They include a mother and daughter who are always arguing, a man who can't get a job, a father who struggles to get his kids to bed, and brothers and sisters who don't get on.

And Aunty Ann insists that her advice was a great help.

Ann herself lives a rather sheltered life with her mother, Rita, in south east London. She says she was in love just once with a fellow student at Oxford University. I ask her what insight she can give when 70 per cent of letters to problem pages are about sex.

"It does strike me as the most amazing question," she protests. "How many murders has Ruth Rendall done to write about murder? None.

"The idea that you have to have been in a situation or done something to take a view on it is nonsense.

"I have a mother, a brother, I have nephews and nieces and I've absorbed a huge amount through common sense."

Ann meets me at the reception of her office overlooking the Houses of Parliament. She's far smaller than she appears on TV and a lot thinner. When she plonks down she is so small her feet barely touch the floor.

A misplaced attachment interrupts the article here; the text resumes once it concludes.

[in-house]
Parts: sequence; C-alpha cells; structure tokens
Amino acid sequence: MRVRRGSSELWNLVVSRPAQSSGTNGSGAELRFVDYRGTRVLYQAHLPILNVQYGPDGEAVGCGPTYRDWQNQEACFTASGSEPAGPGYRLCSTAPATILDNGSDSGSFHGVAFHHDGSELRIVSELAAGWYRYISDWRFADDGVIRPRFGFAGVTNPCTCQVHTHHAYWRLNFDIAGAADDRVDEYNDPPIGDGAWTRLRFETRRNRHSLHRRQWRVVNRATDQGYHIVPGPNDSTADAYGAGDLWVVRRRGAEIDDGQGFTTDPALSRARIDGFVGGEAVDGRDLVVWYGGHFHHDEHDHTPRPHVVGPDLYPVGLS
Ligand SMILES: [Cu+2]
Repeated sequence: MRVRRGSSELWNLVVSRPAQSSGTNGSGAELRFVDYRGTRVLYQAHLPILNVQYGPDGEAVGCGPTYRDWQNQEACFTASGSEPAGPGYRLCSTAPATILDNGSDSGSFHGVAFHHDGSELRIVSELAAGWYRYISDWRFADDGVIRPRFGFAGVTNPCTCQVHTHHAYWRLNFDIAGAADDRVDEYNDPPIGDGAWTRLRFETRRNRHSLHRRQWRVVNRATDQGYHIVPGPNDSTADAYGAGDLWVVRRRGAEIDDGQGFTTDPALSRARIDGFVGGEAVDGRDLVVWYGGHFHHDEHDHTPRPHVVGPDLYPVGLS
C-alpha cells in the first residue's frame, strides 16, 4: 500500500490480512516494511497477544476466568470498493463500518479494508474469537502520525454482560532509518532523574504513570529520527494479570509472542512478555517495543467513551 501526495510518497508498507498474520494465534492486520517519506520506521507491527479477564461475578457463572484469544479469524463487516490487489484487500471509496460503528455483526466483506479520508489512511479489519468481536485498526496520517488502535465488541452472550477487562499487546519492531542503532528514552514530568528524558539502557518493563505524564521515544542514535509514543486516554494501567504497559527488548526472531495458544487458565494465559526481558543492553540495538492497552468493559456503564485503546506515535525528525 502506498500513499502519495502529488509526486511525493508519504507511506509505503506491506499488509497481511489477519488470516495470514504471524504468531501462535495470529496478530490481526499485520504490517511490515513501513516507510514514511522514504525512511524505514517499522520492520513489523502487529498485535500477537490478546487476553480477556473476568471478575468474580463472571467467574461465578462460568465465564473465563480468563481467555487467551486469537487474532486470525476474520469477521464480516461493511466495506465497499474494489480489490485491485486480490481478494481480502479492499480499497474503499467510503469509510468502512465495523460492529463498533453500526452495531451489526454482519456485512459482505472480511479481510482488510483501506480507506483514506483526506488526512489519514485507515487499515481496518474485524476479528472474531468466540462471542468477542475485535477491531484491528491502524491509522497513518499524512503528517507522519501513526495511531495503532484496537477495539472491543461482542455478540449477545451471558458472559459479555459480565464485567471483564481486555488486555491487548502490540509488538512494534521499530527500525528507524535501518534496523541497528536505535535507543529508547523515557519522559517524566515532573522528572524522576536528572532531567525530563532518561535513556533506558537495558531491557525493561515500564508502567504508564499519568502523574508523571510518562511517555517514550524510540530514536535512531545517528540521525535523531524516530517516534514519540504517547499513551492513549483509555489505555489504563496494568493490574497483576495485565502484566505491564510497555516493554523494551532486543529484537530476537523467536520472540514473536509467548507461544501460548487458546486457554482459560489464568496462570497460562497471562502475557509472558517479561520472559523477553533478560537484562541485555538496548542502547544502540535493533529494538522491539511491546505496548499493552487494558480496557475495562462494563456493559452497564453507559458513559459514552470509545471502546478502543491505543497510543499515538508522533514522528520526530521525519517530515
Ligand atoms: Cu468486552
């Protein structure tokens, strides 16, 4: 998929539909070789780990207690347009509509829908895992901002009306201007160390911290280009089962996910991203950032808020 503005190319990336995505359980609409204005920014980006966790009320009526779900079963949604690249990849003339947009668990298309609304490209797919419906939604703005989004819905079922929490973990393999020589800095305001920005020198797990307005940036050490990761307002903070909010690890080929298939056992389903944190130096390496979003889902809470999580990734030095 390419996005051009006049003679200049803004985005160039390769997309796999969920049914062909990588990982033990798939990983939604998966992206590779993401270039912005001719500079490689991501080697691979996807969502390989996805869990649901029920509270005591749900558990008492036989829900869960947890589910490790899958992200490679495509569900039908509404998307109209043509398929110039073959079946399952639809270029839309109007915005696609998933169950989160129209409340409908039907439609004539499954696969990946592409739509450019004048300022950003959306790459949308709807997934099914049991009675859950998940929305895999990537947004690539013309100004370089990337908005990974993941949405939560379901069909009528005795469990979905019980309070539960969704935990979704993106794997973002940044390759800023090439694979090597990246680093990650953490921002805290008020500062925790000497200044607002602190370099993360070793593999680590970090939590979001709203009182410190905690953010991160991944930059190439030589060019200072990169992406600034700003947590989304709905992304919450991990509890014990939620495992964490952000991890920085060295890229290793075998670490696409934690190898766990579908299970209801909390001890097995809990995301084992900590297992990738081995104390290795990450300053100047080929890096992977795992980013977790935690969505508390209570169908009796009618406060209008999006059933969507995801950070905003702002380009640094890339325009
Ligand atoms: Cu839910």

"I'm 5ft 1in - the 1in is incredibly important. Don't forget it," she says and bursts into laughter.

Ann admits that appearing on Louis Theroux Meets... in 2001 and then a few months later Celebrity Fit Club has made her an unlikely celebrity.

"If I am a celebrity, I am I imagine it's E-list," she laughs.

Ann's ability to keep off the pounds - she slimmed down from 11st 12lb to 9st 4lb over eight months - has earned her a place on the panel of the new series of Celebrity Fit Club. …

The rest of this article is only available to active members of Questia

Already a member? Log in now.

Notes for this article

Add a new note